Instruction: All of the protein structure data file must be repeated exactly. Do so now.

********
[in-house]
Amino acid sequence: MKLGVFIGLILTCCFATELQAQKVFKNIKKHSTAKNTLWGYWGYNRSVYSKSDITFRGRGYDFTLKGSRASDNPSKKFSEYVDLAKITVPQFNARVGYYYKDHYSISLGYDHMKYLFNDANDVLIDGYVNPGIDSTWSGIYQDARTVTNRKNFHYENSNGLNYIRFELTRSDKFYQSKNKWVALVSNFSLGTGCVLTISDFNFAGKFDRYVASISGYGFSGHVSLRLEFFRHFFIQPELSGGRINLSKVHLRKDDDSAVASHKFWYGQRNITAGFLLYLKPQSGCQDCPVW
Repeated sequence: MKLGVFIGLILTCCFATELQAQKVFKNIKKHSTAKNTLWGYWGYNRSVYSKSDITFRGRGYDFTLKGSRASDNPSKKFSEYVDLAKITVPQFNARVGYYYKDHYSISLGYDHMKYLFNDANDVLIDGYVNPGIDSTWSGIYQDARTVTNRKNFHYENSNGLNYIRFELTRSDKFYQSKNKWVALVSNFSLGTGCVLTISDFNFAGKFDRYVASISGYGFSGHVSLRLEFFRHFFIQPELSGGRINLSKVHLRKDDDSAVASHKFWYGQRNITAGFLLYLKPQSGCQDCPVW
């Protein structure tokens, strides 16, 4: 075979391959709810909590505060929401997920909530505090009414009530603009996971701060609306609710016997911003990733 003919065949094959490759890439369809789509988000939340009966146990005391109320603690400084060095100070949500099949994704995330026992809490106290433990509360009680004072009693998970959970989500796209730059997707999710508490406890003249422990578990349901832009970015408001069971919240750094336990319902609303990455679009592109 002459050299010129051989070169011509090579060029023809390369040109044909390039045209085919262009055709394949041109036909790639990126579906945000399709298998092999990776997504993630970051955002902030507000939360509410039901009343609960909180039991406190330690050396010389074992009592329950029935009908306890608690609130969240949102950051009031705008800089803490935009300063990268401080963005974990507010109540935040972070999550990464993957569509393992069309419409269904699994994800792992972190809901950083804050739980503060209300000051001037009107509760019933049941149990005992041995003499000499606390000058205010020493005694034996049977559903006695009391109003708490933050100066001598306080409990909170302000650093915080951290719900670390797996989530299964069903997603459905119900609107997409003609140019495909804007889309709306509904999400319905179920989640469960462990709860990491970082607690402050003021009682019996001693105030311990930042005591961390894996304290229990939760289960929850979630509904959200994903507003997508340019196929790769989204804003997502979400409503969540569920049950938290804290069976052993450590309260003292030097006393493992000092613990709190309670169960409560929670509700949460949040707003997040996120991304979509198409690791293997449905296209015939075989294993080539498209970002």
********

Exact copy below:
[in-house]
Amino acid sequence: MKLGVFIGLILTCCFATELQAQKVFKNIKKHSTAKNTLWGYWGYNRSVYSKSDITFRGRGYDFTLKGSRASDNPSKKFSEYVDLAKITVPQFNARVGYYYKDHYSISLGYDHMKYLFNDANDVLIDGYVNPGIDSTWSGIYQDARTVTNRKNFHYENSNGLNYIRFELTRSDKFYQSKNKWVALVSNFSLGTGCVLTISDFNFAGKFDRYVASISGYGFSGHVSLRLEFFRHFFIQPELSGGRINLSKVHLRKDDDSAVASHKFWYGQRNITAGFLLYLKPQSGCQDCPVW
Repeated sequence: MKLGVFIGLILTCCFATELQAQKVFKNIKKHSTAKNTLWGYWGYNRSVYSKSDITFRGRGYDFTLKGSRASDNPSKKFSEYVDLAKITVPQFNARVGYYYKDHYSISLGYDHMKYLFNDANDVLIDGYVNPGIDSTWSGIYQDARTVTNRKNFHYENSNGLNYIRFELTRSDKFYQSKNKWVALVSNFSLGTGCVLTISDFNFAGKFDRYVASISGYGFSGHVSLRLEFFRHFFIQPELSGGRINLSKVHLRKDDDSAVASHKFWYGQRNITAGFLLYLKPQSGCQDCPVW
């Protein structure tokens, strides 16, 4: 075979391959709810909590505060929401997920909530505090009414009530603009996971701060609306609710016997911003990733 003919065949094959490759890439369809789509988000939340009966146990005391109320603690400084060095100070949500099949994704995330026992809490106290433990509360009680004072009693998970959970989500796209730059997707999710508490406890003249422990578990349901832009970015408001069971919240750094336990319902609303990455679009592109 002459050299010129051989070169011509090579060029023809390369040109044909390039045209085919262009055709394949041109036909790639990126579906945000399709298998092999990776997504993630970051955002902030507000939360509410039901009343609960909180039991406190330690050396010389074992009592329950029935009908306890608690609130969240949102950051009031705008800089803490935009300063990268401080963005974990507010109540935040972070999550990464993957569509393992069309419409269904699994994800792992972190809901950083804050739980503060209300000051001037009107509760019933049941149990005992041995003499000499606390000058205010020493005694034996049977559903006695009391109003708490933050100066001598306080409990909170302000650093915080951290719900670390797996989530299964069903997603459905119900609107997409003609140019495909804007889309709306509904999400319905179920989640469960462990709860990491970082607690402050003021009682019996001693105030311990930042005591961390894996304290229990939760289960929850979630509904959200994903507003997508340019196929790769989204804003997502979400409503969540569920049950938290804290069976052993450590309260003292030097006393493992000092613990709190309670169960409560929670509700949460949040707003997040996120991304979509198409690791293997449905296209015939075989294993080539498209970002």